Hundreds of employees at the Government Accountability Office are one step closer to receiving lump-sum payments for pay increases they were denied in 2006 and 2007.
The House Oversight and Government Reform Federal Workforce Subcommittee passed legislation on Thursday that would restore raises to more than 300 analysts who were excluded under a pay system that began in 2005, even though they received satisfactory performance ratings.
Pay reforms under David M. Walker, who recently resigned as comptroller general, resulted in a split payband in the mid-level ranks. Employees assigned to the lower half of the salary range were denied raises, even though most received ratings of "meets expectations." The changes fueled complaints that led to a congressional hearing and an employee effort to unionize.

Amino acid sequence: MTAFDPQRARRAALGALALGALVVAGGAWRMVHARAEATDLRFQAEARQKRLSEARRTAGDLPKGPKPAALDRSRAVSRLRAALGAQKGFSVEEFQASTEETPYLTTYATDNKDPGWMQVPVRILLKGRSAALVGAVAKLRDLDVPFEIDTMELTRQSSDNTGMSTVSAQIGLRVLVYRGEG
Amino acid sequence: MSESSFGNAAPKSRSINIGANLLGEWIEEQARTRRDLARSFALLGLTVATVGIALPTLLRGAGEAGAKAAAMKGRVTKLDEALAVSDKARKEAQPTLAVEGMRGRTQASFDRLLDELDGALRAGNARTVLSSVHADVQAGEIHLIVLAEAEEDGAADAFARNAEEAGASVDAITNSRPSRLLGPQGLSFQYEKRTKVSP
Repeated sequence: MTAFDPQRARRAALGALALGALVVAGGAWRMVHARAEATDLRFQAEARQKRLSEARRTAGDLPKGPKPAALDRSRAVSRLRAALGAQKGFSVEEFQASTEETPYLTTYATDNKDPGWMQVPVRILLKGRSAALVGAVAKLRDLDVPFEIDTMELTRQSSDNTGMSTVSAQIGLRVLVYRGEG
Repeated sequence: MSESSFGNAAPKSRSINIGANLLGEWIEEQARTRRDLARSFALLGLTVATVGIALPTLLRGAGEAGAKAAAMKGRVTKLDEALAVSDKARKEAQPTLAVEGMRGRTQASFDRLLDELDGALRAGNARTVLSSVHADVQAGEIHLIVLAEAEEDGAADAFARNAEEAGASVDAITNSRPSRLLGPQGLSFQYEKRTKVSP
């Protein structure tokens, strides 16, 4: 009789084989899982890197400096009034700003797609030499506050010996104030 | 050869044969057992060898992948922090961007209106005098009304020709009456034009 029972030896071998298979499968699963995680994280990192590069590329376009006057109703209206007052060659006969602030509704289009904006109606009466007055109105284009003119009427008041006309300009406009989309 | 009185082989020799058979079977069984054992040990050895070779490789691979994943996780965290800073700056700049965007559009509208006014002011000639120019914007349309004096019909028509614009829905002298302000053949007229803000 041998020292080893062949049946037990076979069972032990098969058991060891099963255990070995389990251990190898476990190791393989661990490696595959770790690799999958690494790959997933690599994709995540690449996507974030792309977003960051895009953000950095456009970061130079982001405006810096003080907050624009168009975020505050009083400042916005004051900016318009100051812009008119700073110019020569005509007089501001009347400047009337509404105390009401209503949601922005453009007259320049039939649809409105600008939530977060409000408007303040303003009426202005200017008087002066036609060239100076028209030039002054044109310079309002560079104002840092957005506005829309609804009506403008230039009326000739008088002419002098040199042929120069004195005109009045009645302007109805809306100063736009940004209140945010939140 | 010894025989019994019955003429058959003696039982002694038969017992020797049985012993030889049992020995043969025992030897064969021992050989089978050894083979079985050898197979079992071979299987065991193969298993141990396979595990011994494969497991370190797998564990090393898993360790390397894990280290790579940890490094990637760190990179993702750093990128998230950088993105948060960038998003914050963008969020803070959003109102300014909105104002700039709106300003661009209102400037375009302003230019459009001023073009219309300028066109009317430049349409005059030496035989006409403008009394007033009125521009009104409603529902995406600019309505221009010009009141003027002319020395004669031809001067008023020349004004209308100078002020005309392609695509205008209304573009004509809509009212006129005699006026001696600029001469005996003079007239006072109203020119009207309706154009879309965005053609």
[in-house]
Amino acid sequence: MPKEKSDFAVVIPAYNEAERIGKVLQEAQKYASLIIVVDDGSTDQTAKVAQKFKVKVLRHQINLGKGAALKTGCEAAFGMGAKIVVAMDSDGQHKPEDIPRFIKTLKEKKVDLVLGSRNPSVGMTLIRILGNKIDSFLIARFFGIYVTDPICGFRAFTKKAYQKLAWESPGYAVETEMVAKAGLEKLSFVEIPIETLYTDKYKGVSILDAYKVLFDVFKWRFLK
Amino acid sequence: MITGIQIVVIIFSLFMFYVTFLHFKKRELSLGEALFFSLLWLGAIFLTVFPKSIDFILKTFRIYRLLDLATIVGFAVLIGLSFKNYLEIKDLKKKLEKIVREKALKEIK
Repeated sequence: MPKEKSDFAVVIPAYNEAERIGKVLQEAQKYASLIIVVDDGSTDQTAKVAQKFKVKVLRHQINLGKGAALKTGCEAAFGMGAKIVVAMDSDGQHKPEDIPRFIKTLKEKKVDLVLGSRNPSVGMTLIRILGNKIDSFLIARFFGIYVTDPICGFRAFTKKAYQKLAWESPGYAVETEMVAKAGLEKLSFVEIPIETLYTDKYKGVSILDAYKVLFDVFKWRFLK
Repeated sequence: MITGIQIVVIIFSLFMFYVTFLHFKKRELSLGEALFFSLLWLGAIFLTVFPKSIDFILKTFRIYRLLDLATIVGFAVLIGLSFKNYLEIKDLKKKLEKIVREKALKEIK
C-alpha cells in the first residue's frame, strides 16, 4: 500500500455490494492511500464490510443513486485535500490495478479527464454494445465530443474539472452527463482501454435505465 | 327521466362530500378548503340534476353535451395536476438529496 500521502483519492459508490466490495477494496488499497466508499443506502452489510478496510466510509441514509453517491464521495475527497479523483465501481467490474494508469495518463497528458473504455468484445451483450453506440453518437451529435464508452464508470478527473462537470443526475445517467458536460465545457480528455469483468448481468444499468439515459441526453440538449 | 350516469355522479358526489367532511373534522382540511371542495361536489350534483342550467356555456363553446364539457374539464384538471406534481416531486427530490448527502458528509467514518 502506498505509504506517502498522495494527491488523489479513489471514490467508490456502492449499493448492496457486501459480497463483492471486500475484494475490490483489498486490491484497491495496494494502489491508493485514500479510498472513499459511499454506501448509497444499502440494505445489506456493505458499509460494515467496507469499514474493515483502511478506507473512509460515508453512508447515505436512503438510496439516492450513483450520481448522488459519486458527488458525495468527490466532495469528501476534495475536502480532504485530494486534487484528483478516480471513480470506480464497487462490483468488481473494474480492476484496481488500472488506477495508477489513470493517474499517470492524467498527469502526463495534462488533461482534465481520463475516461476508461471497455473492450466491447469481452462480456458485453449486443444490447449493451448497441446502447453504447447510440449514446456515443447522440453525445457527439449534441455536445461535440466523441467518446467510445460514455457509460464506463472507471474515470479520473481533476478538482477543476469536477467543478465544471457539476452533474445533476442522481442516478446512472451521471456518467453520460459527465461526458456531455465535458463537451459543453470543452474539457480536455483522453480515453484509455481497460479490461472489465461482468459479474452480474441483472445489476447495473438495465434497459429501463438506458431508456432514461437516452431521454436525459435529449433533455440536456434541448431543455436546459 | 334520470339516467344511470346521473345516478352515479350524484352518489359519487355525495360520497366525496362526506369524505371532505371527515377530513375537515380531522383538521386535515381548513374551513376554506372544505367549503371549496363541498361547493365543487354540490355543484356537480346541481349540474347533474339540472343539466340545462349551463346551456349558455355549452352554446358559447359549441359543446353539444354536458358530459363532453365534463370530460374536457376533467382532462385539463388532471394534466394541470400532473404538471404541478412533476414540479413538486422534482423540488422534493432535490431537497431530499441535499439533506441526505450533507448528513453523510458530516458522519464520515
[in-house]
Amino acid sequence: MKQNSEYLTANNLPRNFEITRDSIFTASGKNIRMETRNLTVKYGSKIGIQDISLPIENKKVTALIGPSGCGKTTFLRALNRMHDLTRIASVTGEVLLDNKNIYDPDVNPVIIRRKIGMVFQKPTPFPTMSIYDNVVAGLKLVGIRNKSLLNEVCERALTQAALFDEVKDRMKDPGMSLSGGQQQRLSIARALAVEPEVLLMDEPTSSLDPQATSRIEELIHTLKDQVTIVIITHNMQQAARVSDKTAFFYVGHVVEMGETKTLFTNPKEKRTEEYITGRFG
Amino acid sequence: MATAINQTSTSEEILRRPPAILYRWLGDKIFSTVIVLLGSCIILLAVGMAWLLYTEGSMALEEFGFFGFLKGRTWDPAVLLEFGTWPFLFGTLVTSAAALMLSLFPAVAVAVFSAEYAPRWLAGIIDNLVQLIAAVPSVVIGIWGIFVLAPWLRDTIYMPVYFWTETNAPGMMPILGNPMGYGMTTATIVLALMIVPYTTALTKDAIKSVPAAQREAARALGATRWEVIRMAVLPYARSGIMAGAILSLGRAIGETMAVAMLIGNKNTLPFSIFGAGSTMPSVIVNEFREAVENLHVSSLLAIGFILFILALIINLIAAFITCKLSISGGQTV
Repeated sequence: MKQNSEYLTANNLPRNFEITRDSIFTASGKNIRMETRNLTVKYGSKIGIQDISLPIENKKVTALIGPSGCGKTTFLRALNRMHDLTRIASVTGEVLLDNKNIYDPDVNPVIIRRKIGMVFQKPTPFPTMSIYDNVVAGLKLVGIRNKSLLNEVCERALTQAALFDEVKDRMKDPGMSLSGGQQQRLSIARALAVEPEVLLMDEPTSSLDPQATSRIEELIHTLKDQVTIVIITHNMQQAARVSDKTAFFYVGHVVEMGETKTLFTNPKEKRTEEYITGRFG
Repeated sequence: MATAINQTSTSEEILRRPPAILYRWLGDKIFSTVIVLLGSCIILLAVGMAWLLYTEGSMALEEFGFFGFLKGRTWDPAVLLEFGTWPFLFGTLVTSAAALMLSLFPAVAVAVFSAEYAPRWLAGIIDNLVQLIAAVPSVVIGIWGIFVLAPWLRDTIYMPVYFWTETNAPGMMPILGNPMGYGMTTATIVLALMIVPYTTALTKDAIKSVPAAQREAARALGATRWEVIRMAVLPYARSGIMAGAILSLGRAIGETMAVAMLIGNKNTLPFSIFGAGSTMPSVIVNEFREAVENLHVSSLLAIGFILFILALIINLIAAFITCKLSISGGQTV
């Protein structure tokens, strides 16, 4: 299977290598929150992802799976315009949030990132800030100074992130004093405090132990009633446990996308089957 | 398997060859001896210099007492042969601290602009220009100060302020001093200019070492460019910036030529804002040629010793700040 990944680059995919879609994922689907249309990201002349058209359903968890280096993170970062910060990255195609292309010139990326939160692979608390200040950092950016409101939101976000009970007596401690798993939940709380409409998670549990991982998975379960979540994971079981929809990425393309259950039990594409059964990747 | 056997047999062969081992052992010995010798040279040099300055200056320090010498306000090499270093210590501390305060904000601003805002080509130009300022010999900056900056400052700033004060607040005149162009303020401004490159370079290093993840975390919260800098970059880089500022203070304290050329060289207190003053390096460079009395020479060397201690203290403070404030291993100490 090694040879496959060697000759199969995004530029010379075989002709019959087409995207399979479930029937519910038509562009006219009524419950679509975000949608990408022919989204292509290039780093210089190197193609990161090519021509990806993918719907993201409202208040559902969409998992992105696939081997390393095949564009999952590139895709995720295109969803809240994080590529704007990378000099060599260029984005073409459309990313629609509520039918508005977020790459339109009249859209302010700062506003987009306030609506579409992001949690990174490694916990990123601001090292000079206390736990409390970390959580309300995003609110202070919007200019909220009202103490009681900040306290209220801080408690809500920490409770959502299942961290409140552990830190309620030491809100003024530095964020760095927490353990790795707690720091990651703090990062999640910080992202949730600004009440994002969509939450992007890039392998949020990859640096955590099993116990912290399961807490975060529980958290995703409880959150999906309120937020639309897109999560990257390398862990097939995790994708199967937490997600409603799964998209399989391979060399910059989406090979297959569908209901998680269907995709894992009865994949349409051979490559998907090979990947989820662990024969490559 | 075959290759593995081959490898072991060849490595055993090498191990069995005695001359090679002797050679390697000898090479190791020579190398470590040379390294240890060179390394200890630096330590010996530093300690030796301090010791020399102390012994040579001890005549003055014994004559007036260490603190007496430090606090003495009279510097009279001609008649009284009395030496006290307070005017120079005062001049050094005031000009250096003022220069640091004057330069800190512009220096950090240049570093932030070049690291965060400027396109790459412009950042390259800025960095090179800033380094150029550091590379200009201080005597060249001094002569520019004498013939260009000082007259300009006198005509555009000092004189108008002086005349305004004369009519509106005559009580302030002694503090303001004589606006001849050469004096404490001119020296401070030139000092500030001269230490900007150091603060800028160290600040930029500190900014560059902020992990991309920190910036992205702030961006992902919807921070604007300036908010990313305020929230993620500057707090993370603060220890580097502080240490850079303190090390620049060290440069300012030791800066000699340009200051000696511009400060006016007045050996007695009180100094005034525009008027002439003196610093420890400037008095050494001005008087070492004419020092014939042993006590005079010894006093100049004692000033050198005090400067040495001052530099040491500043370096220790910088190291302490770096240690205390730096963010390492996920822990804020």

At a hearing in March, Acting Comptroller General Gene Dodaro expressed support for restoring back pay for the employees.
The bill calls for a guarantee that employees performing at the "meets expectations" level or better would receive annual raises that are at least equal to the General Schedule increase. It also would allow nonsenior-level employees to include performance-based bonuses in their high-three salary calculations for retirement, and would raise the GS-15 pay cap from $149,000 to $158,000.
The legislation, H.R. 5683, was introduced by Rep. Danny Davis, D-Ill., chairman of the subcommittee. The bill will move to the full committee on Wednesday, where it has the support of Chairman Henry Waxman, D-Calif.